image by Mike Licht, NotionsCapital.com via Creative Commons

Lent is a great time to give veganism a try — even if you’re not Catholic

I want to start by saying that I am a lifelong athiest non-believer, and do not support the dogma of any religion.

However, I went vegetarian during my freshman year of college for the Christian season of Lent. I did not understand then (and still do not understand now) the religious significance of this period, but my friends at the time were mostly Franco-American Mainers — practicing Catholics — and were all forgoing sweets, trashy magazines, and other vices.

I decided this would be a good opportunity to take the plunge into something I had been considering giving up for a while: meat.

Not to be outdone by my pious peers, I stuck with it. By the end of 46 days, I was firmly passing on burgers and chicken in the cafeteria and heading to the salad, pasta, or vegan bar (yes, my school was awesome enough to have a vegan bar). I decided to continue, and other than a few accidents and that shameful pescaterian semester in Russia, I haven’t eaten meat in 9 years.

Basically, if you’ve been thinking about going vegan or vegetarian but haven’t been able to commit, Lent is a comfortable time to do so — other people you know are may also making lifestyle changes, so you have a support network.

Lent gives you a set date to start, and the option to end — which is perfect if you’re a commitment-phobe. If you’ve been considering going veg but keep putting it off because you’re afraid to set a deadline for yourself, Ash Wednesday is as good of a date as any.

Having an end date reduces the temptation to give up when you first feel frustrated, allowing you to understand that it’s not actually that challenging to work through the first initial cravings. All of my New Years’ resolutions fail because there is no set end, making challenging new commitments seem frighteningly permanent. Knowing I can opt out if I want after a couple of months means I’m less likely to just give up after a week.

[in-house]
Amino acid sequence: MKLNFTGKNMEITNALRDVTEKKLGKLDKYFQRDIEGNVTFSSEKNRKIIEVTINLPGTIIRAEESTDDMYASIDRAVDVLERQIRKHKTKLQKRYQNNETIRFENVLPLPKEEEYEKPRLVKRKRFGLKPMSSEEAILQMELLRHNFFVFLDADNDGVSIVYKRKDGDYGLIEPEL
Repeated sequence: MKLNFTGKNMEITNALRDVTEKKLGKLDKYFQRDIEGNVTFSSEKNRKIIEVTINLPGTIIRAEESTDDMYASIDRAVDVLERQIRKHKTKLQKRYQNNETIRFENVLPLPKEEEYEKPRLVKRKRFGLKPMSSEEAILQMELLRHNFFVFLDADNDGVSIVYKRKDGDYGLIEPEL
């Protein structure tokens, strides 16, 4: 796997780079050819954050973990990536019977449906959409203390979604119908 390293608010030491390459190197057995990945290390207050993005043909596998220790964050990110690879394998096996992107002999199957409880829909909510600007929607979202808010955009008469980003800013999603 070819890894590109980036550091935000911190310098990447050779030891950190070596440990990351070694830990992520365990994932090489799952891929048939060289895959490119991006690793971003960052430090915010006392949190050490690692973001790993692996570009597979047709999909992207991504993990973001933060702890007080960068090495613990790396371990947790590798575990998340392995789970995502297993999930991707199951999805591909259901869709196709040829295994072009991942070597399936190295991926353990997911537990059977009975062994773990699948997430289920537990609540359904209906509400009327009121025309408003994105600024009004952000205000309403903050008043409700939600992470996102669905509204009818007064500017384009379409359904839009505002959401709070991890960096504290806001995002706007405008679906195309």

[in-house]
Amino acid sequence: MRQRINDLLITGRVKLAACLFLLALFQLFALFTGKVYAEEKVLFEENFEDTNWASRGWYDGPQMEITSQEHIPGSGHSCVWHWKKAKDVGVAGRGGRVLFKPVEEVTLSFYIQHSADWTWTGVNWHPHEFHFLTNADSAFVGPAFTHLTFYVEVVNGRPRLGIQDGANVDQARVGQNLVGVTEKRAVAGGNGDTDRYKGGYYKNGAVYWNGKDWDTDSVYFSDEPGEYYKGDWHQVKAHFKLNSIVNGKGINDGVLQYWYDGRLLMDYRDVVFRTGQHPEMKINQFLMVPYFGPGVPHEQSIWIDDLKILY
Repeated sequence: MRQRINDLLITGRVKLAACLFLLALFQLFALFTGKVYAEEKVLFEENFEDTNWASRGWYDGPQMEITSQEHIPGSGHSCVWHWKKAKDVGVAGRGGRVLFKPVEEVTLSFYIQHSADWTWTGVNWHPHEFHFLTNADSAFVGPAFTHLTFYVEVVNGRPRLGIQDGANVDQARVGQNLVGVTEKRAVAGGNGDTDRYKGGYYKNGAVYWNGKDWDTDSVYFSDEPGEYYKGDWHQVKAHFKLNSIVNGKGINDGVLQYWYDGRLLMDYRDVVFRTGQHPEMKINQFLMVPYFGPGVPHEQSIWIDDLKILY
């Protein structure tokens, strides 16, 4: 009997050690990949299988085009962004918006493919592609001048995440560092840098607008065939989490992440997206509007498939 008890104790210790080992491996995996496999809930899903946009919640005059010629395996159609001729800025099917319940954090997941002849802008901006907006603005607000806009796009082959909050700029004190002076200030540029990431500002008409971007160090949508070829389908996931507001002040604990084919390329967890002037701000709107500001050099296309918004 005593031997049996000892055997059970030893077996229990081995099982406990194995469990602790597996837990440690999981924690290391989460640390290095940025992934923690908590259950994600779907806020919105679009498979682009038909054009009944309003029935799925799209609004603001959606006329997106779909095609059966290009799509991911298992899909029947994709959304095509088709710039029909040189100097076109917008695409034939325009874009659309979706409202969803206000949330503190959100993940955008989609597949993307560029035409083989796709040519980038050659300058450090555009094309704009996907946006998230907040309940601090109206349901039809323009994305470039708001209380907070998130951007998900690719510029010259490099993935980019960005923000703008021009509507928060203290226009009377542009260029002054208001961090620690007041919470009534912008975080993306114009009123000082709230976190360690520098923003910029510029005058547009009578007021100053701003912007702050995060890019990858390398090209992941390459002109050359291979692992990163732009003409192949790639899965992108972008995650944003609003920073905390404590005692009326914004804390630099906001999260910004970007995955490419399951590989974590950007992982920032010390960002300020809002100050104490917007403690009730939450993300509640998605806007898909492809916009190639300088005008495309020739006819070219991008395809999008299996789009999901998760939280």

The 46 days of Lent are a long enough period to start getting into the habit of eating meatless, so even though you know you can stop at the end, you’re motivated to continue. It takes anywhere between 18 and 254 days to build a habit (with an average of 66), though this varies on the task and the person. While 46 days may not be sufficient to eliminate meat, eggs and dairy from meals completely by routine, it’s long enough to get a good scope of the vegan diet.

So, even if you (like me) aren’t a practicing Christian, if you’re thinking about going vegetarian or vegan, Wednesday is as good a start date as any — maybe even better.

Is Paula Deen a “one-woman pandemic?”

An episode of This American Life from August, 2011 covers gossip.

The first act discusses how gossip is important in Malawi for AIDS prevention. People don’t really get tested, so knowing who slept with whom is critical.

Over the course of the program, the narrator brings up an attractive woman who has intimate relations with men despite being HIV-positive: a “one-woman pandemic.”

In America, obesity (and its related illnesses) is our biggest health concern, yet we continue to eat crap, as evidenced by the popularity of television personalities like Paula Deen.

It’s recently been revealed that Paula Deen has type-2 diabetes, the form of the illness typically caused by obesity. She’s made a fortune encouraging others to eat her meaty, buttery, deep-fried recipes, even publishing a terribly unhealthy cookbook for children, and this is killing her. And us.